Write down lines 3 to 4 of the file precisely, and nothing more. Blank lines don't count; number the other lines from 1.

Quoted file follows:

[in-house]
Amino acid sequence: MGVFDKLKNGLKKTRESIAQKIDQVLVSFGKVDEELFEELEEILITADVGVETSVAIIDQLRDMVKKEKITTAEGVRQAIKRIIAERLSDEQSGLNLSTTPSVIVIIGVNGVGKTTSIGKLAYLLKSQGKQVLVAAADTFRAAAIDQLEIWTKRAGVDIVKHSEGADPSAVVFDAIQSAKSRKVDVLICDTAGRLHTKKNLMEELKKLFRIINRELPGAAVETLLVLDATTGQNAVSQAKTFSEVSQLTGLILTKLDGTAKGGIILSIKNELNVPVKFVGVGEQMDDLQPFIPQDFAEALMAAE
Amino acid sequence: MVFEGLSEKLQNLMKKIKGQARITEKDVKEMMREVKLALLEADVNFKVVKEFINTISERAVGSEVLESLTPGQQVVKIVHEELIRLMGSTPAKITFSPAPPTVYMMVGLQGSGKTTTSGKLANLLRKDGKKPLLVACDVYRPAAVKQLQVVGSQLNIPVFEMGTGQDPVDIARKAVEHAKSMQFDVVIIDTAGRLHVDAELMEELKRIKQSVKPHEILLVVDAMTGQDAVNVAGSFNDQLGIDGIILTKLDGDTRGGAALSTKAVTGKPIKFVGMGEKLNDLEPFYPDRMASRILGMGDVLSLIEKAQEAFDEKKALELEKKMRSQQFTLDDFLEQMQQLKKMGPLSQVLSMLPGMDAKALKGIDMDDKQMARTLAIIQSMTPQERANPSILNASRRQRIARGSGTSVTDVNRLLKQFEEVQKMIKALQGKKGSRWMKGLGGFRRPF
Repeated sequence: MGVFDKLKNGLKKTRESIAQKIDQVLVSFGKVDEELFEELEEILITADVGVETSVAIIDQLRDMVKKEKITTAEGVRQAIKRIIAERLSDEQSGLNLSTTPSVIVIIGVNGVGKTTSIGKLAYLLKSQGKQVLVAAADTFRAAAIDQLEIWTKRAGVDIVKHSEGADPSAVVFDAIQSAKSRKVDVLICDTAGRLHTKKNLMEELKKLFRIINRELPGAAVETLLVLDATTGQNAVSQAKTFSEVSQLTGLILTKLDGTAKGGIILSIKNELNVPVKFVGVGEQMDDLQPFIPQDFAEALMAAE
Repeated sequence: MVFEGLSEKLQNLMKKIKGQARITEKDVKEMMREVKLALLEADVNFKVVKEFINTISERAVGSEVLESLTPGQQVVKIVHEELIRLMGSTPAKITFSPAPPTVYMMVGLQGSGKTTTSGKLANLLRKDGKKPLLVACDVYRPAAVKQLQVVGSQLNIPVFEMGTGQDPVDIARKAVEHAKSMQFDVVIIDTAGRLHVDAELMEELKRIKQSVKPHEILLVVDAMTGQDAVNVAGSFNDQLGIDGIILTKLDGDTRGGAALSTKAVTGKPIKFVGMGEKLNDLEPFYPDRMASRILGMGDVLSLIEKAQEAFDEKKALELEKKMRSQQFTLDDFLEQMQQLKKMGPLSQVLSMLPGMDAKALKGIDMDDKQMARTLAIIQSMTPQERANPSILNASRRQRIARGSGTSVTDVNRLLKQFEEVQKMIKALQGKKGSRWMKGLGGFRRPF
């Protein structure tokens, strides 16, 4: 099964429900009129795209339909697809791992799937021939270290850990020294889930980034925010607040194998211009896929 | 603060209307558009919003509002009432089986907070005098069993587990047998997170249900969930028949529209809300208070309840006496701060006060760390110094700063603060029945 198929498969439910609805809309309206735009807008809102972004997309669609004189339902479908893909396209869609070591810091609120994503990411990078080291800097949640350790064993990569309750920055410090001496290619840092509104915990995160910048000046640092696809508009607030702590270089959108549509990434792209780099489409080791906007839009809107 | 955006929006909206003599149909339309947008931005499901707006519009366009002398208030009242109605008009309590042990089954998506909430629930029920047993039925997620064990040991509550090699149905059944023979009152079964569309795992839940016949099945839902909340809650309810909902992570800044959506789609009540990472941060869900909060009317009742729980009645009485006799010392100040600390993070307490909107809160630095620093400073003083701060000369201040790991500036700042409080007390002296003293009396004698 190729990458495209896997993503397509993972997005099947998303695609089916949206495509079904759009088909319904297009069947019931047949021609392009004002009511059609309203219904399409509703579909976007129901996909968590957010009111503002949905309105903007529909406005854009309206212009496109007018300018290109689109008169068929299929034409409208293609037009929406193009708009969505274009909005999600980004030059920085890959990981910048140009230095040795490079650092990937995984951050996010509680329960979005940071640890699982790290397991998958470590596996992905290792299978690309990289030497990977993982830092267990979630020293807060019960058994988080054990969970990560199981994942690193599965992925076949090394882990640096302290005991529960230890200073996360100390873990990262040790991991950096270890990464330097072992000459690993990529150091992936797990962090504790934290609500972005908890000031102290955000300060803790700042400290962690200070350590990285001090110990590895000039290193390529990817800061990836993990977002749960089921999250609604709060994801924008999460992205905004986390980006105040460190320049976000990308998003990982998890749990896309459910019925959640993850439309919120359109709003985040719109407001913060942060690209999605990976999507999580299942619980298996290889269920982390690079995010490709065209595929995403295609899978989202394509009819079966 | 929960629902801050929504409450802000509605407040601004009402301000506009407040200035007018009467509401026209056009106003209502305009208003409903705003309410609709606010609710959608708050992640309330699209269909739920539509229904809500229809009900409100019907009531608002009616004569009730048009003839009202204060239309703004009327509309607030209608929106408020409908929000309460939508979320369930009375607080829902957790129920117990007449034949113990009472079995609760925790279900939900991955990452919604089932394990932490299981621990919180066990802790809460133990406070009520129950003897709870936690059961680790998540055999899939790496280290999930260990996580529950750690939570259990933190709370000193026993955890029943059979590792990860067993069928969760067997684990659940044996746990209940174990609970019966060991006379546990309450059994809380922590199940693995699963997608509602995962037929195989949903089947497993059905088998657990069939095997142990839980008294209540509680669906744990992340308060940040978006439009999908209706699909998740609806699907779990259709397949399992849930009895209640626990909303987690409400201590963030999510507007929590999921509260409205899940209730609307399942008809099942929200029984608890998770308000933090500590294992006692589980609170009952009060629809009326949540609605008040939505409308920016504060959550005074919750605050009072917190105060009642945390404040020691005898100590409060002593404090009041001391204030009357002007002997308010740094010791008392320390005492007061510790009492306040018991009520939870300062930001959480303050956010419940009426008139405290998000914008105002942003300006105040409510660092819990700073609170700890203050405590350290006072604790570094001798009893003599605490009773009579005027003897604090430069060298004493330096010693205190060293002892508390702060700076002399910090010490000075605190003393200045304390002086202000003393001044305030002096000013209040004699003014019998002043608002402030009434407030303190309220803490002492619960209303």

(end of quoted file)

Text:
Amino acid sequence: MVFEGLSEKLQNLMKKIKGQARITEKDVKEMMREVKLALLEADVNFKVVKEFINTISERAVGSEVLESLTPGQQVVKIVHEELIRLMGSTPAKITFSPAPPTVYMMVGLQGSGKTTTSGKLANLLRKDGKKPLLVACDVYRPAAVKQLQVVGSQLNIPVFEMGTGQDPVDIARKAVEHAKSMQFDVVIIDTAGRLHVDAELMEELKRIKQSVKPHEILLVVDAMTGQDAVNVAGSFNDQLGIDGIILTKLDGDTRGGAALSTKAVTGKPIKFVGMGEKLNDLEPFYPDRMASRILGMGDVLSLIEKAQEAFDEKKALELEKKMRSQQFTLDDFLEQMQQLKKMGPLSQVLSMLPGMDAKALKGIDMDDKQMARTLAIIQSMTPQERANPSILNASRRQRIARGSGTSVTDVNRLLKQFEEVQKMIKALQGKKGSRWMKGLGGFRRPF
Repeated sequence: MGVFDKLKNGLKKTRESIAQKIDQVLVSFGKVDEELFEELEEILITADVGVETSVAIIDQLRDMVKKEKITTAEGVRQAIKRIIAERLSDEQSGLNLSTTPSVIVIIGVNGVGKTTSIGKLAYLLKSQGKQVLVAAADTFRAAAIDQLEIWTKRAGVDIVKHSEGADPSAVVFDAIQSAKSRKVDVLICDTAGRLHTKKNLMEELKKLFRIINRELPGAAVETLLVLDATTGQNAVSQAKTFSEVSQLTGLILTKLDGTAKGGIILSIKNELNVPVKFVGVGEQMDDLQPFIPQDFAEALMAAE